Teacher explores students’ interactions with nature
By Virginia Ross
The East Palestine teacher will present some of her findings next week at a conference in Connecticut.
EAST PALESTINE — High school science teacher Lisa Bircher said she was a bit surprised when she had to identify an oak tree for one of her pupils.
Bircher, who has been teaching in the East Palestine School District since 1993, said she would have expected the adolescents in her class to be able to point out poison ivy, a maple tree and other things commonly seen outdoors.
“Many people believe kids today just don’t have the experience with the outdoors that kids in past years have had,” Bircher said. “My question is whether that is actually true, and if so, why and what are the consequences of this?”
Bircher, who is a doctoral candidate at Kent State University, set out to find some answers. She set her sights on exploring how changes in society have affected adolescents’ abilities to interact with nature. She is scheduled to present some of her findings during the Association for Science Teacher Education conference Jan. 8-10 in Hartford, Conn.
Much of her presentation is based on research conducted the summer of 2007 at F.T. Stone Laboratories, a biological field site of Ohio State University near Put-in-Bay. During a one-week session there she worked with a group of adolescents interested in becoming science educators. The session included three days of field trips for collecting data on aquatic biology from streams, ponds and Lake Erie.
She said many people, including educators and parents, have speculated that kids today have a deficit when it comes to their knowledge of nature and the outdoors. Further speculation explores reasons for this lack of knowledge, such as the computer age we live in and parents’ fears that children could be abducted or get hurt outside while exploring their surroundings, she said. “We come up with many reasons or explanations, but my question is whether there’s evidence to support those reasons,” Bircher said.
She said she was startled when she realized the adolescents were hesitant to explore nature and be outdoors during her time at OSU. She said one girl told her the session would have been more useful if the students were dissecting specimens that already had been caught.
“That really turned me off and concerned me,” Bircher said. “She didn’t want to be outside gathering her own specimens. In actuality, that’s a big part of science and studying nature.”
Bircher said the experience made her look more closely at Nature Deficit Disorder, a theory proposed in 2005 by Richard Louv, who wrote the book “Last Child in the Woods.” Bircher said Louv explains that Nature Deficit Disorder is not a medical condition but the result of humans’ being cut off from the natural environment. She said consequences of this could include loss of senses and increased physical and emotional problems such as depression, Attention Deficit Disorder and obesity as well as increasing crime rates.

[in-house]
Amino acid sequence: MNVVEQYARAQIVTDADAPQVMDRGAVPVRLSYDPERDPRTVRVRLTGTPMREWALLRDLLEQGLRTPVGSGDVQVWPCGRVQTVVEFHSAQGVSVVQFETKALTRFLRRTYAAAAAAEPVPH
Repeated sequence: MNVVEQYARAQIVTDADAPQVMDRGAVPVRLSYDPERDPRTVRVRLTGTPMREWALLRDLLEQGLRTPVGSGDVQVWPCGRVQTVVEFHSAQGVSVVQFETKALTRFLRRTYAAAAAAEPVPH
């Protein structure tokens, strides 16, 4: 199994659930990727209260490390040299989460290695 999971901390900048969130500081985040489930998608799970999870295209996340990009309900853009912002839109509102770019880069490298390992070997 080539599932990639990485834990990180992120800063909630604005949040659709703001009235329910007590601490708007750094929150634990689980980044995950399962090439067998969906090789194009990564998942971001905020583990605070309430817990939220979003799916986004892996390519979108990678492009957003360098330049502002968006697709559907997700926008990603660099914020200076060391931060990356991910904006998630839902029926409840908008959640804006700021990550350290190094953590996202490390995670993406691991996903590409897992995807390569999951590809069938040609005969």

Bircher said she has approached her research skeptical about Nature Deficit Disorder and is continuing to explore this theory and its relation to her students.
She said she also is interested in how changing societal issues affect teenagers and is hoping teachers can use her research as a tool to make learning about science more effective, realistic and interesting for students.
“I want to know what’s really going on here, if there is a lack of knowledge or interest in nature, and if that’s the case, how we, as teachers and educators, can work to improve this, correct it and encourage kids to want to explore their surroundings. It’s OK to have an idea or opinion, but these need to be backed up with research, data, numbers and evidence to support them.”
Bircher completed her master’s degree in natural resources in 2002 at OSU and is in her third year pursuing a doctoral degree at Kent State University.
She said she has attended the Science Education Council of Ohio conferences several times, but has never before had an opportunity to make a presentation at a national-level conference
“This is an honor and a wonderful opportunity,” she said. “I am planning to continue my studies and using what I’ve learned to better connect with my students, and I’m hoping to get a better understanding of where they’re at, where they’re coming from and what can be done to help them with their studies and with their learning process. That’s what it’s all about in the end, benefiting the students and helping them in their learning experiences.”